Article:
The best possible situation is a deal for Afrezza or a pipeline drug that extends the runway yet again via upfront cash. Is it possible? Yes. Will it deliver six months' worth of cash? Not likely. Even the warrants that are tied to this deal cannot really assist until Q3 at the earliest.
The dilution that investors are seeing is real. After the reverse split, this company had under 100 million shares outstanding. The 14 million shares being issued this week will bring the outstanding share count close to 140 million. If the warrants get exercised, that count will climb again to over 150 million. Is dilution better than the alternative? Yes. That being said, each dilution means that your share of the pie is smaller.
The Bottom Line
The bottom line is simple. MannKind remains in a cash crunch. That cash crunch is a proverbial black cloud hanging over the head of this stock and company. Some readers who are uber-bulls have been critical of my assessment of the cash situation in the past. These days, those critics are actually beginning to acknowledge that what I have been outlining regarding the cash situation has been very accurate. This move now resets the bar on the equity even lower. It is also a signal that not everything is going smoothly. Six months ago, MannKind raised $57 million with 10,000,000 shares. This time it was able to raise just $26.3 million on 14 million shares. This company has limited options, and those limited options are getting more restrictive to the financial status of MannKind and the equity associated with it. In closing, warrants at $2.38 present a golden opportunity for the holder to short at any price above that level. It will take very compelling news to dig out of the hole that this equity finds itself in.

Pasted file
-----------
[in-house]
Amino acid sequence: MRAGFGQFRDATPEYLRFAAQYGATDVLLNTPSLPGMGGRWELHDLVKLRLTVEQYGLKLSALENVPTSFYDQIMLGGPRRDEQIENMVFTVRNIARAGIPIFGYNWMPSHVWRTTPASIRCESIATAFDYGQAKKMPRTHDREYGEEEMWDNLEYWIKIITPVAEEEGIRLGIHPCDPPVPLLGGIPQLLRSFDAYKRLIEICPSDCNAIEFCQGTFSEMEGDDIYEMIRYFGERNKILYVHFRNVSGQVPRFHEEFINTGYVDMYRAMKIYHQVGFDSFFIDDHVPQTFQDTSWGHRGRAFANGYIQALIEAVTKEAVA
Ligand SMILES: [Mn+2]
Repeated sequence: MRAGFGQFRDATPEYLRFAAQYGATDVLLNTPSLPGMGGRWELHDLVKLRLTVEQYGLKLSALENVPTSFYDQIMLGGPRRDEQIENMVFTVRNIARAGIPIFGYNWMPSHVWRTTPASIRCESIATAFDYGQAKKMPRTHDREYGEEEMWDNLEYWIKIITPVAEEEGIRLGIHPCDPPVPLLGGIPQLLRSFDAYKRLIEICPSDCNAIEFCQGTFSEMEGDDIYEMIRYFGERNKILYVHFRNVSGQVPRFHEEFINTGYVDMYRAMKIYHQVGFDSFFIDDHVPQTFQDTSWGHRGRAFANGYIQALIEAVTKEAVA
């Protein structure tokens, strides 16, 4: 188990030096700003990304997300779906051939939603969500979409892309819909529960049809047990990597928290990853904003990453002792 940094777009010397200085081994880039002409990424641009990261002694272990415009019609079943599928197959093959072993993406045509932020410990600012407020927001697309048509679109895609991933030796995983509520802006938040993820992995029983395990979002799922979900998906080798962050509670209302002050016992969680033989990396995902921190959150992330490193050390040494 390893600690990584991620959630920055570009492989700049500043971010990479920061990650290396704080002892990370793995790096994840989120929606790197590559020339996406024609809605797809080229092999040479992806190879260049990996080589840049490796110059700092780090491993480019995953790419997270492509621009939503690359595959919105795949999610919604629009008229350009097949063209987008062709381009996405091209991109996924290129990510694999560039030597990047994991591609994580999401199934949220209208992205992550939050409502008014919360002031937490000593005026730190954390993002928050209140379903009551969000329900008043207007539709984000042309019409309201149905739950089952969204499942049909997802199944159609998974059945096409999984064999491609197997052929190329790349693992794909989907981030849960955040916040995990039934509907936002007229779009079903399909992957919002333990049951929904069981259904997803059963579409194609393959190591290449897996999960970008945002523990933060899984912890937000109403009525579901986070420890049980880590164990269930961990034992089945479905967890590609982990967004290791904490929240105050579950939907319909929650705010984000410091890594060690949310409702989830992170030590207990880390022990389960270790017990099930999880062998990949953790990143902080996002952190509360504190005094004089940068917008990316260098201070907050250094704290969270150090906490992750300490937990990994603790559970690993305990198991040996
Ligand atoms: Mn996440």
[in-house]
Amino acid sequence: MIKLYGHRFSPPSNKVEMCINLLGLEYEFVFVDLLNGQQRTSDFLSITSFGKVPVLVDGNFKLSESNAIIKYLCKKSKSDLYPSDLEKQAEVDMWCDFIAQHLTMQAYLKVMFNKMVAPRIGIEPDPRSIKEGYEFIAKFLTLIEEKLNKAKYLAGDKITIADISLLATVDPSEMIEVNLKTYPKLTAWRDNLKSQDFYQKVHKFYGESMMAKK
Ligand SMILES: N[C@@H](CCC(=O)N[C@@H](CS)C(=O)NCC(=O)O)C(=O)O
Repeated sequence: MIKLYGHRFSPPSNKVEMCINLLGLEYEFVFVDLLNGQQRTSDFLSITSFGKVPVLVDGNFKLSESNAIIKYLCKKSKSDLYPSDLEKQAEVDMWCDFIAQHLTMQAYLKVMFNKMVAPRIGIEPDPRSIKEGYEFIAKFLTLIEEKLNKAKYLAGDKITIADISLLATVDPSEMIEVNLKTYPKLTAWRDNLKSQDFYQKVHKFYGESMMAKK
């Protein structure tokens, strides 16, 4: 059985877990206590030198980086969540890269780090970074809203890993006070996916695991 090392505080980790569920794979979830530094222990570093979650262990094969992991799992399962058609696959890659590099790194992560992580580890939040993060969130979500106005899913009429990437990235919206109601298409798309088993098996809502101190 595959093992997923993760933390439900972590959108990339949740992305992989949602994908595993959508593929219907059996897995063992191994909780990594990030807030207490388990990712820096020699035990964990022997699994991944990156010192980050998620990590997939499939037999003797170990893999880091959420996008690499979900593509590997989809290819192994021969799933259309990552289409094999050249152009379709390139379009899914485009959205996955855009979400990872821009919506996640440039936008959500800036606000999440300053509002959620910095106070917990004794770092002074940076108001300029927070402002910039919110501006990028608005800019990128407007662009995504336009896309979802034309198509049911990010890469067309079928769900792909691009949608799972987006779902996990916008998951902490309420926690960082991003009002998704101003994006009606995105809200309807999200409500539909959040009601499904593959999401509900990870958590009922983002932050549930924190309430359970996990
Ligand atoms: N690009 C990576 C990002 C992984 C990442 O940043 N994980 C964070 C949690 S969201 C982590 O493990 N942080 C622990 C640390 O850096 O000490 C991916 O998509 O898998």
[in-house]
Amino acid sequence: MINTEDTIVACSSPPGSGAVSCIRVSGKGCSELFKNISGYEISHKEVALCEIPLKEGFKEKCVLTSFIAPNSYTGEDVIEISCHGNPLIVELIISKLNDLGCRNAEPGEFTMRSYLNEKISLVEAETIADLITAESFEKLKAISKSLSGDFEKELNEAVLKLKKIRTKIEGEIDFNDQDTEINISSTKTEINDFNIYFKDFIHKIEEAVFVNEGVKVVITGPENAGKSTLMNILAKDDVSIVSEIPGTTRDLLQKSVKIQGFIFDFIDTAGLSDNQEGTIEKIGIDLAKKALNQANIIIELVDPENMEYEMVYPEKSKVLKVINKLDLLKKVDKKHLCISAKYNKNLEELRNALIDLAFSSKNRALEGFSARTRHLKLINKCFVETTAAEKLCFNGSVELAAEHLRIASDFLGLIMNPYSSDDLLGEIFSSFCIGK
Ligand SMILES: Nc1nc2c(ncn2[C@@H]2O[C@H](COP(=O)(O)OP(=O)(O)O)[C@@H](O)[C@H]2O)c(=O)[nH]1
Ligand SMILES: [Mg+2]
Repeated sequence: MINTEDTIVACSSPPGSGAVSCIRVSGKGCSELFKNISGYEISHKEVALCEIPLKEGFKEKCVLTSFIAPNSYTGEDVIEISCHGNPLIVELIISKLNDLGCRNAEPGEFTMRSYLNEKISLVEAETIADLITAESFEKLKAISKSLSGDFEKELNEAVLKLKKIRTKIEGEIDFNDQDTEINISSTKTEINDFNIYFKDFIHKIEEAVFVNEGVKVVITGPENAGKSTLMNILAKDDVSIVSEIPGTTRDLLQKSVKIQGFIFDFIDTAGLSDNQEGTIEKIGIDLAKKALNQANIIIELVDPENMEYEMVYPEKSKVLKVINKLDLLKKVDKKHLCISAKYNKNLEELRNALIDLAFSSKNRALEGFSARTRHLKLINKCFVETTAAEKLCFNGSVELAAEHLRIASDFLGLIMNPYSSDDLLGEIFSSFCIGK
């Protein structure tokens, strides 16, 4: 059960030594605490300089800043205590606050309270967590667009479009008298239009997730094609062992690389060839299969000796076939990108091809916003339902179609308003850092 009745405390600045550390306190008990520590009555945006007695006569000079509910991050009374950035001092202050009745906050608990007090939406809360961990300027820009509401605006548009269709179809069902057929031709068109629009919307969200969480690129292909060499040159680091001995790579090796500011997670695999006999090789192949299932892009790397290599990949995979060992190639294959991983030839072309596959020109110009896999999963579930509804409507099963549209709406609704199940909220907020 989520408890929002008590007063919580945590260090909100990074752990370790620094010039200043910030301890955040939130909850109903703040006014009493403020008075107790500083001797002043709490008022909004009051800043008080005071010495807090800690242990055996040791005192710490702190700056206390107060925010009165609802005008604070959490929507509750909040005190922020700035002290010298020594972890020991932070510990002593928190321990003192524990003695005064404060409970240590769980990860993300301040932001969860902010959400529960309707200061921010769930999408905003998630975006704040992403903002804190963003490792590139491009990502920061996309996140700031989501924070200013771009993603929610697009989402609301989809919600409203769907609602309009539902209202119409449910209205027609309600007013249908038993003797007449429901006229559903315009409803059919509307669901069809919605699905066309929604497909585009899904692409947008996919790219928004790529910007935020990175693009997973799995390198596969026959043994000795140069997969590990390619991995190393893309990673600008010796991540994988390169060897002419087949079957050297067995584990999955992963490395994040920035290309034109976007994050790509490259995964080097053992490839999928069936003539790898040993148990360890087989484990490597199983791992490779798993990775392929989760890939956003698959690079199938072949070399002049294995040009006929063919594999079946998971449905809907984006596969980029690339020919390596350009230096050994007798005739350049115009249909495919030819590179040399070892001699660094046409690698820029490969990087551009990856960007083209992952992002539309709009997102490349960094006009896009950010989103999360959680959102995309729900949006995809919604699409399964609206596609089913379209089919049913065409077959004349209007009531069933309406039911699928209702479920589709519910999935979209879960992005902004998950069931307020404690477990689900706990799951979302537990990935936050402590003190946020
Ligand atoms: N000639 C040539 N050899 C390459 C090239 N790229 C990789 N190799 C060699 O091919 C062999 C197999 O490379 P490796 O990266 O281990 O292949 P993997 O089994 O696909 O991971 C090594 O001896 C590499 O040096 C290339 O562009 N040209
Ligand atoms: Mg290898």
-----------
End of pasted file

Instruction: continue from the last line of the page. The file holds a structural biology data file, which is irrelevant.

What we have is another temporary fix to an ongoing problem. These days the company is using added shares to do its fixing. That strategy can work, but there is hardly a guarantee that it will. With the offering in October of 2017, the sales pitch was that guidance would be met and the new label that would drive sales would be approved. Guidance was partially met via one-time accounting maneuvers, and the new label has not yet delivered a compelling shift on the sales front. I would venture to say that the sales pitch this time is the STAT study and the international deal term sheets that management has spoken of. Savvy investors know that current guidance is a reach, but it is still early in that game and thus possible to meet it. Clearly, the sales pitch this time had fewer look at it with excitement. It was enough to raise $26 million, but the sweetener in the deal was warrants that can, in and of themselves, be taken advantage of by savvy trader strategy.
If you are looking at an investment in MannKind, you really need to consider exactly how much dilution will be needed to simply keep the ship afloat, let alone give a chance to launch an offensive. Sometimes investors give management the benefit of the doubt, but there are only so many times that management can go to that well with those same people. Stay Tuned!
Disclosure: I/we have no positions in any stocks mentioned, and no plans to initiate any positions within the next 72 hours. I wrote this article myself, and it expresses my own opinions. I am not receiving compensation for it (other than from Seeking Alpha). I have no business relationship with any company whose stock is mentioned in this article.